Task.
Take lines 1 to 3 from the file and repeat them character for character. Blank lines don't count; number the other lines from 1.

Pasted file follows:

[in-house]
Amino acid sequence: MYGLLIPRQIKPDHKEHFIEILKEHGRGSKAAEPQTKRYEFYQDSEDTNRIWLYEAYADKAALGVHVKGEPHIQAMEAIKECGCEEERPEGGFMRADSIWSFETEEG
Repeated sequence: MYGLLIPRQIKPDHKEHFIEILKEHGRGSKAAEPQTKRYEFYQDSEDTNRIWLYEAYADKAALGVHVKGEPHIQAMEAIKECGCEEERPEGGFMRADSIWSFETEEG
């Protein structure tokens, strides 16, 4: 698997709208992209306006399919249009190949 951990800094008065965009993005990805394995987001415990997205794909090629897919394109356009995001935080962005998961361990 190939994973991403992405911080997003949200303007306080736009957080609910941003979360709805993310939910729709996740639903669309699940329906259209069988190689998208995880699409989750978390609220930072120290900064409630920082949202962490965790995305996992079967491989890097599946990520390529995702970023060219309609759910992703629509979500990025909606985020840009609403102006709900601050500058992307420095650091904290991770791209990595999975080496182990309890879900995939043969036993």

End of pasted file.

[in-house]
Amino acid sequence: MYGLLIPRQIKPDHKEHFIEILKEHGRGSKAAEPQTKRYEFYQDSEDTNRIWLYEAYADKAALGVHVKGEPHIQAMEAIKECGCEEERPEGGFMRADSIWSFETEEG
Repeated sequence: MYGLLIPRQIKPDHKEHFIEILKEHGRGSKAAEPQTKRYEFYQDSEDTNRIWLYEAYADKAALGVHVKGEPHIQAMEAIKECGCEEERPEGGFMRADSIWSFETEEG